Anonymous
Anonymous asked in Politics & GovernmentPolitics · 1 decade ago

I saw a link of somebody here claiming Dems stopped Fannie-Freddie reform, but the dates were all in 2001-2003?

How did Dems block anything then? They were in the minority then and every bill they presented was fillibustered?

The Republicans had the majority and speaker chair in Congress (Trent Lott if that tells you anything) until 2007!!!

How on Earth could Democrats have blocked bank reform?

Update:

"Johnny" - you mean the REPUBLICAN written Gramm/Leach/Bliley bil, right?

Update 2:

I know "reform" didn't happen - but I've never seen any proof it was because of Democrats.

Newt Gingrich was also a FF lobbyist at that time, and personally fought more oversite, as that would have been more REGULATION which Republicans area against? Remember?

We've STILL got Republicans here claiming there was TOO MUCH regulation of banks, not too little.

You guys need to get your story straight! And NO, nobody made the banks make loans - that is another FOX TV red herring - the banks created the sub-prime market BY THEMSELVES!!!

Update 3:

Noreen - thanks for the good info.

But your quotes talk about the creation of a new agency and "moderanizing" but nothing about decreasing risk. In fact it's talking about the government GUARANTEEING MORE BAD LOANS, thus encouraging FF or other banks to make even MORE RISKY LOANS.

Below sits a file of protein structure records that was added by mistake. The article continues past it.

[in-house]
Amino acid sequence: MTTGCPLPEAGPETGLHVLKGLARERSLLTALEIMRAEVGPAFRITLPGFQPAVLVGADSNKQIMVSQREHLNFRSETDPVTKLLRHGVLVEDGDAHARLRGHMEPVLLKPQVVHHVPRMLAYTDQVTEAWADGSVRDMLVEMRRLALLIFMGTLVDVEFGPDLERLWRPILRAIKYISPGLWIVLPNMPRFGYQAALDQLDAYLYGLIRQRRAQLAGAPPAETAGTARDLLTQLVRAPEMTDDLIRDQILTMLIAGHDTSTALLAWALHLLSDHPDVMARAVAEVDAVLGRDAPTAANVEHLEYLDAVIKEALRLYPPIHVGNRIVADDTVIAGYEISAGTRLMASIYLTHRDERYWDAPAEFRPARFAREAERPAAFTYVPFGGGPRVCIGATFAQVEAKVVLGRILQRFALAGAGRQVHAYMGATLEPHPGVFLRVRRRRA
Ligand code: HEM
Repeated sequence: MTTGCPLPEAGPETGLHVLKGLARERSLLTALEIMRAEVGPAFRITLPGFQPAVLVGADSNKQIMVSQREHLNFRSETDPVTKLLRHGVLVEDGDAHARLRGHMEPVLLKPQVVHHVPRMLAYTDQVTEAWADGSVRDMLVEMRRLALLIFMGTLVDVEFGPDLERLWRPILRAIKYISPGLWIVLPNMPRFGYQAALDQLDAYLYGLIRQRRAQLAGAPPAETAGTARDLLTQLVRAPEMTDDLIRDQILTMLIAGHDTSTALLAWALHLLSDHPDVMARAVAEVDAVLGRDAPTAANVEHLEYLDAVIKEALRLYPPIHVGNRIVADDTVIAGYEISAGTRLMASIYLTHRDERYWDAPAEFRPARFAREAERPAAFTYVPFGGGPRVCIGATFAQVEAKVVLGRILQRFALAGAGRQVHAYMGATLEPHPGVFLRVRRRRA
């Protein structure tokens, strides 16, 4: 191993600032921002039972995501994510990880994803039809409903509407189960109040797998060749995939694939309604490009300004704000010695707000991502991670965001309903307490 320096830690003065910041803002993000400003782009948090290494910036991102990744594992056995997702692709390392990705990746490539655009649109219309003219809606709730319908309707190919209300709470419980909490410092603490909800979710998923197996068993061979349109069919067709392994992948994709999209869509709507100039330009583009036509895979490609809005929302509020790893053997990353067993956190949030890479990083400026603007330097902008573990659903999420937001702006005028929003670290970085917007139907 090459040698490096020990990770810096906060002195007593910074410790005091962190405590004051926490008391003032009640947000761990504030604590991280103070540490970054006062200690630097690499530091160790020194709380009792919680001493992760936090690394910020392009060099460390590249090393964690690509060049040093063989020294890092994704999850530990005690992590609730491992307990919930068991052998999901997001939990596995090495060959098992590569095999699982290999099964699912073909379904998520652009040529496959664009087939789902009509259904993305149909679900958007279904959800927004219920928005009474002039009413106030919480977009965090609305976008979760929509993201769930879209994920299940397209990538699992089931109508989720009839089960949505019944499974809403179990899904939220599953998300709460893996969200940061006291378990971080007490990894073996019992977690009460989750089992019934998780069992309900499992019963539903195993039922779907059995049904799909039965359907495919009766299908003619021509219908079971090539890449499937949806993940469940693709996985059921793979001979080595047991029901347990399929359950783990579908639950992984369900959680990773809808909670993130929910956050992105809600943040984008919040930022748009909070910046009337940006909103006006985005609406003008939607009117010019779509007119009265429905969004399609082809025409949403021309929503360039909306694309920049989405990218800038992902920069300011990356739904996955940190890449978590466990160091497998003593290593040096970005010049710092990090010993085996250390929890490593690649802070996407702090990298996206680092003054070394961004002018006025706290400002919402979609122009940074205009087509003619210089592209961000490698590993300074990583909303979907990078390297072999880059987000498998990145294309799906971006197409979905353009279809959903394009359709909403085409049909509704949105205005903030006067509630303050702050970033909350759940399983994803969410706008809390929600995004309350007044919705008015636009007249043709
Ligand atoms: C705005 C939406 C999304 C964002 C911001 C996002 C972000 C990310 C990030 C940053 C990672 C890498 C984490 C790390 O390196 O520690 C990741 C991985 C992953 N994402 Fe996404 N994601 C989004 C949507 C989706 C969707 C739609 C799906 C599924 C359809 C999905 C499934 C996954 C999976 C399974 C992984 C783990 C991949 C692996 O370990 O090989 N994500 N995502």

That coupled with the fact that Bush passed laws during the same time allowing bundling and reselling of toxic assets in a dangerous manner, make the claim that Bush and/or Republicans were advocating anything that would have prevented the housing crisis extremely tenuous at best.

About like I expected.

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  • 1 decade ago
    Favorite Answer

    That would be from me.

    "In 2003, while the ranking Democrat on the Financial Services Committee, Frank opposed a Bush administration proposal for transferring oversight of Fannie Mae and Freddie Mac from Congress and the Department of Housing and Urban Development to a new agency that would be created within the Treasury Department. The proposal reflected the administration's belief that Congress "neither has the tools, nor the stature" for adequate oversight. Congress blocked the proposal"

    "In August of 2007, President Bush calls upon Congress to push through a reform package for Fannie Mae and Freddie Mac, saying “First things first when it comes to those two institutions. Congress needs to get them reformed, get them streamlined, get them focused, and then I will consider other options.”

    In December of 2007, President Bush warns Congress to pass legislation reforming GSEs, saying “These institutions provide liquidity in the mortgage market that benefits millions of homeowners, and it is vital they operate safely and operate soundly. So I’ve called on Congress to pass legislation that strengthens independent regulation of the GSEs – and ensures they focus on their important housing mission. The GSE reform bill passed by the House earlier this year is a good start. But the Senate has not acted. And the United States Senate needs to pass this legislation soon.”

    In March of 2008, President Bush calls on Congress to “move forward with reforms on Fannie Mae and Freddie Mac. They need to continue to modernize the FHA, as well as allow State housing agencies to issue tax-free bonds to homeowners to refinance their mortgages.”